Keith Sonnier at the Neues Museum in Nuremberg

Keith Sonnier at the Neues Museum in Nuremberg

The Neues Museum in Nuremberg, to exhibit its collection of design and figurative art (from the 1950s onwards) and organize exhibitions dedicated to contemporary art, has more than 3 thousand square meters available. The museum, opened on April 15, 2000, is housed in a building designed by the architect Volker Staab. It should also be remembered that, thanks to the long-term loan of works of contemporary art by the Böckmann family, the Neues Museum can boast, on a global scale, the third collection of works by Gerhard Richter, which is not insignificant. Finally, in the field of design, the museum boasts a fruitful collaboration with Die Neue Sammlung – The Design Museum in Munich.

One of the Museum’s next appointments will be dedicated to the work of Keith Sonnier (Louisiana, 1941 – Southampton 2020). The works of this incredible author are sculptures that have absolutely nothing traditional: neither the material nor the way of proposing them, since they are built with neon and argon tubes or more generally with heterogeneous materials and industrially produced bulbs. This is why we can speak not only of sculpture of light and of space “drawn” by light itself, but also of a precise reference to the aesthetic culture of the Sixties, of which Sonnier is considered one of the main interpreters together with Richard Serra and Robert Morris (moreover Sonnier was his pupil and from him he derived the concept of anti-form).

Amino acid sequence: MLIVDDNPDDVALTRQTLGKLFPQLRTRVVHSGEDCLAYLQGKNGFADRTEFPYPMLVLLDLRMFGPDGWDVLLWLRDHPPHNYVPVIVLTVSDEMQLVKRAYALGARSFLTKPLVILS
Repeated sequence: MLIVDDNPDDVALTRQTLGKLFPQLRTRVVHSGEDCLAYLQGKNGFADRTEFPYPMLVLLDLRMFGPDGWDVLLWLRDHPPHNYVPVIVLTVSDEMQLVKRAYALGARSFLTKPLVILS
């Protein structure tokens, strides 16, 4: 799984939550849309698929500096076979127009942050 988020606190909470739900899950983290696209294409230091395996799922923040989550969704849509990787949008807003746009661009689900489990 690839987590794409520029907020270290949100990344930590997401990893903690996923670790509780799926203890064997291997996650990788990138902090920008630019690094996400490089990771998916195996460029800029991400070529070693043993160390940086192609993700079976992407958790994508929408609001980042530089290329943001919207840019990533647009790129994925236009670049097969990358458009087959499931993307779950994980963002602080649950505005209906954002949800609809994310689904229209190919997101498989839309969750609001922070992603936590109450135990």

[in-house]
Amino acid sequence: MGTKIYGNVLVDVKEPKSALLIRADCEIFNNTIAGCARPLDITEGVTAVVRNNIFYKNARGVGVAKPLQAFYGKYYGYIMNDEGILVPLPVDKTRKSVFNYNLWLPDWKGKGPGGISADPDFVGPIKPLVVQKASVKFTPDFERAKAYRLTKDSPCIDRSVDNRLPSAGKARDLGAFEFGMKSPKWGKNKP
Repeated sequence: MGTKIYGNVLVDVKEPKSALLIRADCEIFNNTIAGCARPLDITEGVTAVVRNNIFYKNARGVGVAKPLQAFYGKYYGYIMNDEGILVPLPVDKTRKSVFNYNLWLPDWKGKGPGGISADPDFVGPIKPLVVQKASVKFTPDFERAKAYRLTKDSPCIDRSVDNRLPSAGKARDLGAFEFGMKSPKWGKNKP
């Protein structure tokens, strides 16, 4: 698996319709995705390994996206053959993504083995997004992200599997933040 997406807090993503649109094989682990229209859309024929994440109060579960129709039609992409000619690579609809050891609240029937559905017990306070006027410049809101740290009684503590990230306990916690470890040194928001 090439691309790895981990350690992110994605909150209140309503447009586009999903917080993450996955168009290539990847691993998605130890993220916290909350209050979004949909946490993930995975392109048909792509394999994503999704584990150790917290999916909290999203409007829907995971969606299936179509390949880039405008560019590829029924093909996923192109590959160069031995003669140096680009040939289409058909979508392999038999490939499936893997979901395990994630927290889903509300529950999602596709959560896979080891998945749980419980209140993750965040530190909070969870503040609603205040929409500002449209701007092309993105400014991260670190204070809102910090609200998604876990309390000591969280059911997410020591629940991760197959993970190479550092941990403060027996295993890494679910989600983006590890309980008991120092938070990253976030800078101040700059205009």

What is certain is that the neon tube, starting from those years, has been declined in a different way, by many authors, so much so that it has become a material to be used like those of the past: a “magical and elusive” material to be “shaped” as well of the more traditional wax, clay, plaster and above all to be related with other non-noble materials such as fabrics or gauze or metals or plastics. In this sense, within the linguistic polymateriality conjugated in a disseminative way, one thinks of Bruce Nauman and Mario Merz, but not only: Sonnier’s research has in a certain sense opened the path to other authors who then knew how to combine the “Neon material” in different forms and thoughts, such as Maurizio Nannucci and Tracey Emin and the “light / color material” with new and unusual developments such as those practiced by James Turrell and Ann Veronica Janssen, making this immaterial world become a poetic in its own right, almost a world parallel to that of painting or procedural practices. However, the author did not stop at the invasive and enveloping use of neon light, as this would have meant a too simple material translation! After incorporating light into his environmental and immersive installations, manipulated in psycho-physical terms, he experimented with space-time with the insertion / juxtaposition of video projections, in order to set up a close and aesthetically articulated dialogue, thus passing from simple plastic configuration in an all-encompassing, lively, involving environment.